CBTU Launches Virtual Recruitment and Assessment Project for Unionized Construction Industry

Jun 8, 2020

– Future Skills Centre Announces Support for Project to Attract Underrepresented Groups to Unionized Construction –

Canada’s Building Trades Unions (CBTU) announced the launch of the Virtual Recruitment and Assessment Project to enhance recruitment efforts for the Building Trades. The Virtual Recruitment and Assessment for the Unionized Construction Industry project is funded by the Government of Canada’s Future Skills Centre. Canada’s Building Trades Unions is pleased to partner with SkillPlan and SRDC to bring the project to life.

This two-year project will include the development of an online assessment and matching portal for people interested in a career in the skilled trades. Through the portal, prospective candidates will be able to explore all of the unique opportunities and career paths that exist in the unionized construction trades; assess their skills and suitability for a particular trade as a career; get matched with a local building trades union; and identify any gaps or supports they may need to get started.

“Canada’s Building Trades Unions are committed to making a career in the skilled trades open for everyone, and the Virtual Recruitment and Assessment Project will create an opportunity for more Canadians, including underrepresented groups, to not only learn about the skilled trades but receive additional supports bettering their chance for success,” said Robert Kucheran, Chairperson, Canada’s Building Trades Unions. “The unionized construction sector, with our over 175 training centres, have a proven track record for apprenticeship completion rates. This Project will be another tool in our toolbox, to make Canadians more aware of the rewarding career opportunities that exist in the skilled trades.”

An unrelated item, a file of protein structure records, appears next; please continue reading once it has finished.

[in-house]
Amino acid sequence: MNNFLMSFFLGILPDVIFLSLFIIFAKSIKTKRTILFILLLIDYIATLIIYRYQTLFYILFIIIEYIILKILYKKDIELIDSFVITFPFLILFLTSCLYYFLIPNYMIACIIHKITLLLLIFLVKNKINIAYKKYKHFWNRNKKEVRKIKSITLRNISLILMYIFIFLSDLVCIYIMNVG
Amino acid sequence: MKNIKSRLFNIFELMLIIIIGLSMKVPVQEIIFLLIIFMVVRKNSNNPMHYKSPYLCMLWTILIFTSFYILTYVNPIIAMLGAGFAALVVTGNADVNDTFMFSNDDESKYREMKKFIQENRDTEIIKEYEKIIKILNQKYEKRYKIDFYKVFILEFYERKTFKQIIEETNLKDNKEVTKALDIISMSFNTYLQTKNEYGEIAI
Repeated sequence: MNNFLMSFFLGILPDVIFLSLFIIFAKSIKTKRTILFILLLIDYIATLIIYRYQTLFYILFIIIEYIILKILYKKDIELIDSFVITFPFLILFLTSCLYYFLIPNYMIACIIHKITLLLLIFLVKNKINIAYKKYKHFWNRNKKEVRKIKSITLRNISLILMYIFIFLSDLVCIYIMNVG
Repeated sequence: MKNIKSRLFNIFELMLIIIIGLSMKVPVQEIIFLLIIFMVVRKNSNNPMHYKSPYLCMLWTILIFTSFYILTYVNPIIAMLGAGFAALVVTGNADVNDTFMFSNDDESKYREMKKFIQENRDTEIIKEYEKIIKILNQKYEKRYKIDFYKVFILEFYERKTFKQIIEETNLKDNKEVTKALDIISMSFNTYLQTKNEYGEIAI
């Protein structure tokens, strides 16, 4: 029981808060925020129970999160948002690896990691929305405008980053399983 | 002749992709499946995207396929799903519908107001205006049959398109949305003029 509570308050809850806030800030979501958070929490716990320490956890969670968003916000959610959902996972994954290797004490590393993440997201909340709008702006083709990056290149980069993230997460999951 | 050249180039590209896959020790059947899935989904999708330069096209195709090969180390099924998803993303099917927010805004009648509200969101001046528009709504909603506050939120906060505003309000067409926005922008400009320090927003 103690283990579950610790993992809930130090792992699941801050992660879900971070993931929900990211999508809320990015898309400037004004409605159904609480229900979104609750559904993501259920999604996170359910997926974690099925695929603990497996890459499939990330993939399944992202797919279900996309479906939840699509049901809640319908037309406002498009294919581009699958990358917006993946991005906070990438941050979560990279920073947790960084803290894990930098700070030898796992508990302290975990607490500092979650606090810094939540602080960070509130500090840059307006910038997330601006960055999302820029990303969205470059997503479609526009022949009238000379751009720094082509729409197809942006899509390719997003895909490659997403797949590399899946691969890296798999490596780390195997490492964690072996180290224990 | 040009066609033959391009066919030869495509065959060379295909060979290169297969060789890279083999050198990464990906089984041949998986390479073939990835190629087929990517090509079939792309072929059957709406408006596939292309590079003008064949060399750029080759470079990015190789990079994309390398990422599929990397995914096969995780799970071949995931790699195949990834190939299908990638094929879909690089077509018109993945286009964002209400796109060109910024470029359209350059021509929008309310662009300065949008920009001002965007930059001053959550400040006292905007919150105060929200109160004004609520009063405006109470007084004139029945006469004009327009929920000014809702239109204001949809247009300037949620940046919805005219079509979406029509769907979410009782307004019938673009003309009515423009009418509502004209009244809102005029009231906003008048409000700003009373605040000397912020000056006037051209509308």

Pedro Barata, Executive Director of the Future Skills Centre, says creating virtual centres to assess and recruit underrepresented populations into the construction trades is a perfect example of the programs FSC is investing in traditional industries can find pathways to address chronic skills shortages. “Reaching groups that face challenges entering the construction trades due to a lack of awareness, knowledge, skills, and connection to the industry is key to tackling its growing and unmet labour demands,” says Barata.

The Project Advisory Group is comprised of representatives from provincial building trades councils; working collaboratively with them and through consultations with outside organizations that recruit and retain underrepresented groups including tradeswomen and Indigenous programs will help to ensure the Project’s success.

Kucheran went on to say, “The skilled trades are facing a shortage of workers, one that has been discussed at length over the last several years. One way we address this is to provide assistance and support for greater access to our industry. This Project, combined with the work we are doing through Build Together, Office to Advance Women Apprentices and mentorship, will go a long way to helping Canadians build a lifelong career in the unionized skilled trades.”

The Virtual Recruitment & Assessment for the Unionized Construction Industry project is funded by the Government of Canada’s Future Skills Centre.